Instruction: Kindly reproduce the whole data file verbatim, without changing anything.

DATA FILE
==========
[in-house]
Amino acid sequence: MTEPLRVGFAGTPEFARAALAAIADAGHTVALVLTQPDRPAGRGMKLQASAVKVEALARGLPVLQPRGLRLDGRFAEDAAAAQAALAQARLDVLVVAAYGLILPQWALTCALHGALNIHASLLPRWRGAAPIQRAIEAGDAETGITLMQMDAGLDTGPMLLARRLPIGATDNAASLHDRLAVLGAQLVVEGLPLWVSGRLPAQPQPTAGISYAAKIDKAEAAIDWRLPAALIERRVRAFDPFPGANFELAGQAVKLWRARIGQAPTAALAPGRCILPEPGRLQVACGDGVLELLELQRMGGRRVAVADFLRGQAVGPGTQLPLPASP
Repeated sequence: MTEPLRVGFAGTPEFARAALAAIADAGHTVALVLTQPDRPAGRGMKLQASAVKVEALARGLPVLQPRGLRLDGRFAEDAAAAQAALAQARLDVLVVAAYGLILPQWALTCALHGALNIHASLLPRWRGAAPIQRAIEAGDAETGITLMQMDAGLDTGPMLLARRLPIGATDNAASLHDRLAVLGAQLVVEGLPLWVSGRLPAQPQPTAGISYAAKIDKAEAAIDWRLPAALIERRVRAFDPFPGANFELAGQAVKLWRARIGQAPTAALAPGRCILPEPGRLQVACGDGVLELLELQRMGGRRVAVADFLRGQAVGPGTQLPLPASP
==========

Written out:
[in-house]
Amino acid sequence: MTEPLRVGFAGTPEFARAALAAIADAGHTVALVLTQPDRPAGRGMKLQASAVKVEALARGLPVLQPRGLRLDGRFAEDAAAAQAALAQARLDVLVVAAYGLILPQWALTCALHGALNIHASLLPRWRGAAPIQRAIEAGDAETGITLMQMDAGLDTGPMLLARRLPIGATDNAASLHDRLAVLGAQLVVEGLPLWVSGRLPAQPQPTAGISYAAKIDKAEAAIDWRLPAALIERRVRAFDPFPGANFELAGQAVKLWRARIGQAPTAALAPGRCILPEPGRLQVACGDGVLELLELQRMGGRRVAVADFLRGQAVGPGTQLPLPASP
Repeated sequence: MTEPLRVGFAGTPEFARAALAAIADAGHTVALVLTQPDRPAGRGMKLQASAVKVEALARGLPVLQPRGLRLDGRFAEDAAAAQAALAQARLDVLVVAAYGLILPQWALTCALHGALNIHASLLPRWRGAAPIQRAIEAGDAETGITLMQMDAGLDTGPMLLARRLPIGATDNAASLHDRLAVLGAQLVVEGLPLWVSGRLPAQPQPTAGISYAAKIDKAEAAIDWRLPAALIERRVRAFDPFPGANFELAGQAVKLWRARIGQAPTAALAPGRCILPEPGRLQVACGDGVLELLELQRMGGRRVAVADFLRGQAVGPGTQLPLPASP